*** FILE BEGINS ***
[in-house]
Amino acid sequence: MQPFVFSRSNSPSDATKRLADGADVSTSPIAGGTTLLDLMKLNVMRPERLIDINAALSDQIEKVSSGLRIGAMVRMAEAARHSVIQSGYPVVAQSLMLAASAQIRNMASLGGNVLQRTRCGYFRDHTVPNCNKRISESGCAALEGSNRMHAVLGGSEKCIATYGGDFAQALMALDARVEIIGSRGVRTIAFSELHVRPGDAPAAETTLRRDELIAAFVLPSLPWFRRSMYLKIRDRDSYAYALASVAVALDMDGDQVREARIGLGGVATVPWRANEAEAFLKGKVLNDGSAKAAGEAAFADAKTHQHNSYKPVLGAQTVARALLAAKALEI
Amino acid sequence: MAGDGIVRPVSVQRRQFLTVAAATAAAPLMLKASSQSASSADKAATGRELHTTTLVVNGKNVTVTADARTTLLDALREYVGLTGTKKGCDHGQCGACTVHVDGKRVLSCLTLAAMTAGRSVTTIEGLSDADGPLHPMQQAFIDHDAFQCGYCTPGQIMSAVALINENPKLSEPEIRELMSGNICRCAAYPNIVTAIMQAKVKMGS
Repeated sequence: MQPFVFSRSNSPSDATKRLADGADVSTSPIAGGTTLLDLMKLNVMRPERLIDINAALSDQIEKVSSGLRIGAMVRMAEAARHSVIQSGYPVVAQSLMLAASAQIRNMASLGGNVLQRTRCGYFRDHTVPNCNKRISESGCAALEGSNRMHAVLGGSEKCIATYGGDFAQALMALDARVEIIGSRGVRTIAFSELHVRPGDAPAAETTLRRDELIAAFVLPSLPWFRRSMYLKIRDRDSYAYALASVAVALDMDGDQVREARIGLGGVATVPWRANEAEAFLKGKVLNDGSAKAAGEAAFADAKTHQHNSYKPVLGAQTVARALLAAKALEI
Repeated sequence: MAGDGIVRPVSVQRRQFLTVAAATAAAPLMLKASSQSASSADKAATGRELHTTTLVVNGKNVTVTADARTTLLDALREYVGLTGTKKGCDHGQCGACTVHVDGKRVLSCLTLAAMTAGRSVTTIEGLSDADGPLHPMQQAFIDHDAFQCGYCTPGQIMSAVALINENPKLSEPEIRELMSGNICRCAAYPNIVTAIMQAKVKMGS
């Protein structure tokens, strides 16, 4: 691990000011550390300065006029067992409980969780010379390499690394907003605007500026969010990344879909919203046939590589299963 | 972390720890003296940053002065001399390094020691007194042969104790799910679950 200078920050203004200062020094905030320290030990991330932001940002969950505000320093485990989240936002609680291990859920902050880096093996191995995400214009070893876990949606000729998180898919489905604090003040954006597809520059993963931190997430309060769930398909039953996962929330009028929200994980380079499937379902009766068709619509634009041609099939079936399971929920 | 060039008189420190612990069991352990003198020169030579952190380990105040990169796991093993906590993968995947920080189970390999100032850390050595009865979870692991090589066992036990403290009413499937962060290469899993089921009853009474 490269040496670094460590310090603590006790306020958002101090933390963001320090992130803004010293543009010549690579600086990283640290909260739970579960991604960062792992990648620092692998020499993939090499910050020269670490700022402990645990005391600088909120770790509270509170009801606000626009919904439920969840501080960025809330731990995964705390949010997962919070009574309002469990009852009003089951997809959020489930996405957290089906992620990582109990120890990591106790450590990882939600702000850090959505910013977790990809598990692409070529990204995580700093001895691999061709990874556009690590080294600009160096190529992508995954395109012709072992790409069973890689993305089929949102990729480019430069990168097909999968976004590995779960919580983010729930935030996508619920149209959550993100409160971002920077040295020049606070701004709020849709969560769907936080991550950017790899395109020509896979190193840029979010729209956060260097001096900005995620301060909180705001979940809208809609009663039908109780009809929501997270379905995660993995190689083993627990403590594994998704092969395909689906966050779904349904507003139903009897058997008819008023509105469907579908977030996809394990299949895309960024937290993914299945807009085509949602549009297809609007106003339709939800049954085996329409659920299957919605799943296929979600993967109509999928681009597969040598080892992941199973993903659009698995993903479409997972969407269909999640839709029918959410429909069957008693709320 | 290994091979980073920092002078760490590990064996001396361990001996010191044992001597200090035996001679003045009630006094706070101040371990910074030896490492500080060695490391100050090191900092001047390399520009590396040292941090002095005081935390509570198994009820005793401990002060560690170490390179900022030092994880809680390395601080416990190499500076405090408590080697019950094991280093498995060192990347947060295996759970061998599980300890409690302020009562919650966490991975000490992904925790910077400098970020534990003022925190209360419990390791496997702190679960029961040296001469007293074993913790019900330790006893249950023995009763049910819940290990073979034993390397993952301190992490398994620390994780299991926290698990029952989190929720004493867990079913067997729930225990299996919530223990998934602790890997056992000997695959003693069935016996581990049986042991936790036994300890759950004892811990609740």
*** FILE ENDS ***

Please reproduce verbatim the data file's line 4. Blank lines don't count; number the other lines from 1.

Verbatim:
Repeated sequence: MQPFVFSRSNSPSDATKRLADGADVSTSPIAGGTTLLDLMKLNVMRPERLIDINAALSDQIEKVSSGLRIGAMVRMAEAARHSVIQSGYPVVAQSLMLAASAQIRNMASLGGNVLQRTRCGYFRDHTVPNCNKRISESGCAALEGSNRMHAVLGGSEKCIATYGGDFAQALMALDARVEIIGSRGVRTIAFSELHVRPGDAPAAETTLRRDELIAAFVLPSLPWFRRSMYLKIRDRDSYAYALASVAVALDMDGDQVREARIGLGGVATVPWRANEAEAFLKGKVLNDGSAKAAGEAAFADAKTHQHNSYKPVLGAQTVARALLAAKALEI